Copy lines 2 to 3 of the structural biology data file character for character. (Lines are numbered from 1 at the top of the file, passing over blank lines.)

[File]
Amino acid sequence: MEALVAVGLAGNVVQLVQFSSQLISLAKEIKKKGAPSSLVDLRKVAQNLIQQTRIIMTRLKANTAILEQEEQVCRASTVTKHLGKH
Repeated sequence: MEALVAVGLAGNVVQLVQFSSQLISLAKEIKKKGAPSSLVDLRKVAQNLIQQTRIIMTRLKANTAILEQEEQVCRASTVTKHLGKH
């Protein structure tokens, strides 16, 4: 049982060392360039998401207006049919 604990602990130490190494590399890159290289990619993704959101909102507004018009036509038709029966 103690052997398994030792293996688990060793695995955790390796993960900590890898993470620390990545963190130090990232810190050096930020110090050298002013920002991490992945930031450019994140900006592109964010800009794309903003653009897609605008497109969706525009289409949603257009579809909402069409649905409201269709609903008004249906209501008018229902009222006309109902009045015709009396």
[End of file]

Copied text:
Repeated sequence: MEALVAVGLAGNVVQLVQFSSQLISLAKEIKKKGAPSSLVDLRKVAQNLIQQTRIIMTRLKANTAILEQEEQVCRASTVTKHLGKH
């Protein structure tokens, strides 16, 4: 049982060392360039998401207006049919 604990602990130490190494590399890159290289990619993704959101909102507004018009036509038709029966 103690052997398994030792293996688990060793695995955790390796993960900590890898993470620390990545963190130090990232810190050096930020110090050298002013920002991490992945930031450019994140900006592109964010800009794309903003653009897609605008497109969706525009289409949603257009579809909402069409649905409201269709609903008004249906209501008018229902009222006309109902009045015709009396």